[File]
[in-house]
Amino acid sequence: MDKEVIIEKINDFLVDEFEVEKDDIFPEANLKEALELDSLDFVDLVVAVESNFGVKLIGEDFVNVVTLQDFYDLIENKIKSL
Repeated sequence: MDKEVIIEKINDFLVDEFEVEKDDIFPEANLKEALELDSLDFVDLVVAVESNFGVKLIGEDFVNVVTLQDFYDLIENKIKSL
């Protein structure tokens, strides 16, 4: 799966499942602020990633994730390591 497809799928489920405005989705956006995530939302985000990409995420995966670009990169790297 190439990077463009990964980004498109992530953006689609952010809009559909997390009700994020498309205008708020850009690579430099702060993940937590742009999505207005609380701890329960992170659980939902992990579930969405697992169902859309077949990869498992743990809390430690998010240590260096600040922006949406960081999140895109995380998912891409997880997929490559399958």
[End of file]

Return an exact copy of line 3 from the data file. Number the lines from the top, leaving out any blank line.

Repeated sequence: MDKEVIIEKINDFLVDEFEVEKDDIFPEANLKEALELDSLDFVDLVVAVESNFGVKLIGEDFVNVVTLQDFYDLIENKIKSL